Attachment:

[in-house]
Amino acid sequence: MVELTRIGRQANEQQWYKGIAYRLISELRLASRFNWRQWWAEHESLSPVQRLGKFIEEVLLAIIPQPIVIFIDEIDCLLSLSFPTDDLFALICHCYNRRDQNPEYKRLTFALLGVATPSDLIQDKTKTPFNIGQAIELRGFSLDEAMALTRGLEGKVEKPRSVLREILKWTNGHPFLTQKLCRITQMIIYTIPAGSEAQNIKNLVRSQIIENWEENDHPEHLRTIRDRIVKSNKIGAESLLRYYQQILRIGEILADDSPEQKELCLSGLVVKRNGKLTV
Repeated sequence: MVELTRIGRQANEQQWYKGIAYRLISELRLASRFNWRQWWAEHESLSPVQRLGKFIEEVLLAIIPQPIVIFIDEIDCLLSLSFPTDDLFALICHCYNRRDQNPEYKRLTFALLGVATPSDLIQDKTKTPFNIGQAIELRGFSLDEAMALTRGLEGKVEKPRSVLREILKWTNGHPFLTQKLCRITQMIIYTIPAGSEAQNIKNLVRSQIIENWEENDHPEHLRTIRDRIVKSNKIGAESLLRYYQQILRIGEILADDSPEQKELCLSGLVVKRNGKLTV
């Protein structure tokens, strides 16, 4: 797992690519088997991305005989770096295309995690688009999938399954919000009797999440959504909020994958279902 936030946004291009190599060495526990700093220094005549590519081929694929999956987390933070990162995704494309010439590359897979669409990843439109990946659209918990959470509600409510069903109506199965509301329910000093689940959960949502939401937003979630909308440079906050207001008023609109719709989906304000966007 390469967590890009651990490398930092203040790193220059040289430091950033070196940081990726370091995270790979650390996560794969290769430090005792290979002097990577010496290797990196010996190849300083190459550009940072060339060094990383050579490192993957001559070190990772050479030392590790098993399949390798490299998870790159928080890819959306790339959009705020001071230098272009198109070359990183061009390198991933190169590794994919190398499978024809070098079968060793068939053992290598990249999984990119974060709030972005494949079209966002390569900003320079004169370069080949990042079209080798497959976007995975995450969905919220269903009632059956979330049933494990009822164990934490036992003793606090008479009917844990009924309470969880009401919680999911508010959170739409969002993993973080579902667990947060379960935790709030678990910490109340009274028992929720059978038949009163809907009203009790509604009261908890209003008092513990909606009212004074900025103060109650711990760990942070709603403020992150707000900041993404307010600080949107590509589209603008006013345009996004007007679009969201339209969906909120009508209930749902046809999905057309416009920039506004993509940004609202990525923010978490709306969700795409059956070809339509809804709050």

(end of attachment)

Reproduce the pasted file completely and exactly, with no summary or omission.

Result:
[in-house]
Amino acid sequence: MVELTRIGRQANEQQWYKGIAYRLISELRLASRFNWRQWWAEHESLSPVQRLGKFIEEVLLAIIPQPIVIFIDEIDCLLSLSFPTDDLFALICHCYNRRDQNPEYKRLTFALLGVATPSDLIQDKTKTPFNIGQAIELRGFSLDEAMALTRGLEGKVEKPRSVLREILKWTNGHPFLTQKLCRITQMIIYTIPAGSEAQNIKNLVRSQIIENWEENDHPEHLRTIRDRIVKSNKIGAESLLRYYQQILRIGEILADDSPEQKELCLSGLVVKRNGKLTV
Repeated sequence: MVELTRIGRQANEQQWYKGIAYRLISELRLASRFNWRQWWAEHESLSPVQRLGKFIEEVLLAIIPQPIVIFIDEIDCLLSLSFPTDDLFALICHCYNRRDQNPEYKRLTFALLGVATPSDLIQDKTKTPFNIGQAIELRGFSLDEAMALTRGLEGKVEKPRSVLREILKWTNGHPFLTQKLCRITQMIIYTIPAGSEAQNIKNLVRSQIIENWEENDHPEHLRTIRDRIVKSNKIGAESLLRYYQQILRIGEILADDSPEQKELCLSGLVVKRNGKLTV
């Protein structure tokens, strides 16, 4: 797992690519088997991305005989770096295309995690688009999938399954919000009797999440959504909020994958279902 936030946004291009190599060495526990700093220094005549590519081929694929999956987390933070990162995704494309010439590359897979669409990843439109990946659209918990959470509600409510069903109506199965509301329910000093689940959960949502939401937003979630909308440079906050207001008023609109719709989906304000966007 390469967590890009651990490398930092203040790193220059040289430091950033070196940081990726370091995270790979650390996560794969290769430090005792290979002097990577010496290797990196010996190849300083190459550009940072060339060094990383050579490192993957001559070190990772050479030392590790098993399949390798490299998870790159928080890819959306790339959009705020001071230098272009198109070359990183061009390198991933190169590794994919190398499978024809070098079968060793068939053992290598990249999984990119974060709030972005494949079209966002390569900003320079004169370069080949990042079209080798497959976007995975995450969905919220269903009632059956979330049933494990009822164990934490036992003793606090008479009917844990009924309470969880009401919680999911508010959170739409969002993993973080579902667990947060379960935790709030678990910490109340009274028992929720059978038949009163809907009203009790509604009261908890209003008092513990909606009212004074900025103060109650711990760990942070709603403020992150707000900041993404307010600080949107590509589209603008006013345009996004007007679009969201339209969906909120009508209930749902046809999905057309416009920039506004993509940004609202990525923010978490709306969700795409059956070809339509809804709050």